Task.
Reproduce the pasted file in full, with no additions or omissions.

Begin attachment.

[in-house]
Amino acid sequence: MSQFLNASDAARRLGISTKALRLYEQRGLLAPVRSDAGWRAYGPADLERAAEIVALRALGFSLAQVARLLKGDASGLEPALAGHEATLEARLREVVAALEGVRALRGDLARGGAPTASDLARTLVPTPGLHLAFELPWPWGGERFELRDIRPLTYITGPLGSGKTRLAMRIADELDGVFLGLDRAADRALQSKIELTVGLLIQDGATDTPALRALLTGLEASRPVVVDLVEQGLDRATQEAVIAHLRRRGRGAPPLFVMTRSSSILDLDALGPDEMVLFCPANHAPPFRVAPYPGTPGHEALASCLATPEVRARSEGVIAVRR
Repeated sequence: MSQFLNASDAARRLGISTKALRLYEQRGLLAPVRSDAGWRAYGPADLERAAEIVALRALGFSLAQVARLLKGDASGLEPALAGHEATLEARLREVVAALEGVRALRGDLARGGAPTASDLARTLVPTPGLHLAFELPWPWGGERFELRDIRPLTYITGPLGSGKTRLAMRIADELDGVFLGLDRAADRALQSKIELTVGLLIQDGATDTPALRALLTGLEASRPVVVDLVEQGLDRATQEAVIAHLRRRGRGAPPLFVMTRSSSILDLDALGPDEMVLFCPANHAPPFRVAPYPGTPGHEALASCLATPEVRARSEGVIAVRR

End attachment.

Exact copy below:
[in-house]
Amino acid sequence: MSQFLNASDAARRLGISTKALRLYEQRGLLAPVRSDAGWRAYGPADLERAAEIVALRALGFSLAQVARLLKGDASGLEPALAGHEATLEARLREVVAALEGVRALRGDLARGGAPTASDLARTLVPTPGLHLAFELPWPWGGERFELRDIRPLTYITGPLGSGKTRLAMRIADELDGVFLGLDRAADRALQSKIELTVGLLIQDGATDTPALRALLTGLEASRPVVVDLVEQGLDRATQEAVIAHLRRRGRGAPPLFVMTRSSSILDLDALGPDEMVLFCPANHAPPFRVAPYPGTPGHEALASCLATPEVRARSEGVIAVRR
Repeated sequence: MSQFLNASDAARRLGISTKALRLYEQRGLLAPVRSDAGWRAYGPADLERAAEIVALRALGFSLAQVARLLKGDASGLEPALAGHEATLEARLREVVAALEGVRALRGDLARGGAPTASDLARTLVPTPGLHLAFELPWPWGGERFELRDIRPLTYITGPLGSGKTRLAMRIADELDGVFLGLDRAADRALQSKIELTVGLLIQDGATDTPALRALLTGLEASRPVVVDLVEQGLDRATQEAVIAHLRRRGRGAPPLFVMTRSSSILDLDALGPDEMVLFCPANHAPPFRVAPYPGTPGHEALASCLATPEVRARSEGVIAVRR